Though he expected it might be difficult to be a newcomer joining an established cast from the first film, he says he couldn't believe how much on-set life was actually like a Disney movie.
"I remember my first walking into the production office and they were playing table tennis with each other, and sharing a bucket of ice cream. ... It was a lovely environment," he said.
The only thing he could remember being frustrated by was trying to get the horses to stand still while he delivered his lines.
Barnes grew up in a family of doctors in London, studying theater and music throughout his childhood.
He said the only thing he lied about to get the part was being able to ride a horse, and he recalled phoning his mom afterward and asking if in fact he had ever been riding. He joked that he was relieved when she produced a photo of him on Shetland pony at age 6.
Looking back, he said the movies that inspired him most included "everything from 'The Sting' and 'Some Like It Hot' through to 'The Shawhsank Redemption' and 'Spinal Tap' and 'American History X.'"
Though he had made it onto the cast of the U.K. production of the hit play "The History Boys," when the Narnia casting agent found him, he was still relatively unknown.
His once-forgotten teenage stint with the boy band HyRise is now creeping back onto the horizon amid Barnes' press blitz for Prince Caspian, to his dismay.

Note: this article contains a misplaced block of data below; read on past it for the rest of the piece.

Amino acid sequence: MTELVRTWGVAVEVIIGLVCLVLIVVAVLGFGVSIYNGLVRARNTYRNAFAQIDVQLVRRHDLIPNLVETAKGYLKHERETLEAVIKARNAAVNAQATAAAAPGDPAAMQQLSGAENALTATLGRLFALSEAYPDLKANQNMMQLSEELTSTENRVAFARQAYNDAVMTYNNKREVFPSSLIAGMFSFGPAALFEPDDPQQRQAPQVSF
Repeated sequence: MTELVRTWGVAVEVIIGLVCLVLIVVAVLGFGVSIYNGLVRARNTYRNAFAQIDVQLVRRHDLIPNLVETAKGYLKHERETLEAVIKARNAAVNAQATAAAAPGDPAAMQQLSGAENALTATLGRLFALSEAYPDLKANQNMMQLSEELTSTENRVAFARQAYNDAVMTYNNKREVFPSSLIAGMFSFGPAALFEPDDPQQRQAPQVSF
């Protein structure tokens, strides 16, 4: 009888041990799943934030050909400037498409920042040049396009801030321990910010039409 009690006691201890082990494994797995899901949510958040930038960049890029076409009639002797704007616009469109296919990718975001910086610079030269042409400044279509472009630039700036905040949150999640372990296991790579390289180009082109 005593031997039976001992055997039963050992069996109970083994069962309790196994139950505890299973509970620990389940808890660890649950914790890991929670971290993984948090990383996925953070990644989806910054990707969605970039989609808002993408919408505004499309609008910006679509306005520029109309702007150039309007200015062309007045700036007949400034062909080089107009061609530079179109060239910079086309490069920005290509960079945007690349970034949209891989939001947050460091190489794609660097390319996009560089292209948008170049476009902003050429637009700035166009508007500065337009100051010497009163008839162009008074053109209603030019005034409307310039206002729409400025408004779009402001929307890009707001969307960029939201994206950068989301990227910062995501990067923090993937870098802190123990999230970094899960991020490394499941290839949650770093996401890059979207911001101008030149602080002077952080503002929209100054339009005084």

"My first job was playing the drums in a West End production of 'Bugsy Malone.' ... I was moonlighting as a jazz drummer when I was 16, singing Stevie Wonder at graduations, and we had this one song and now there's no escape. Everyone has a skeleton and that's mine," Barnes said, still managing a smile.
On track to superstardom, he's eager to downplay his role in HyRise to protect his new image, but he says he'll never be a diva and doesn't even feel entitled to be picky about projects yet.
"I'm not in that place yet," he said. "I would like to work with whoever would like to have me."
With a merchandising juggernaut like Disney now promoting his face, Barnes does seem to still have his feet grounded but admits he was "a little disappointed" when he saw the action figure of himself.
"Based on what I did with my Transformers and He-Mans at that age, I'm probably better off. It would be terrifying seeing a kid chewing on the head of a toy with your likeness," Barnes joked.
"The Chronicles of Narnia: Prince Caspian" is produced by the Walt Disney Company, parent company of ABC.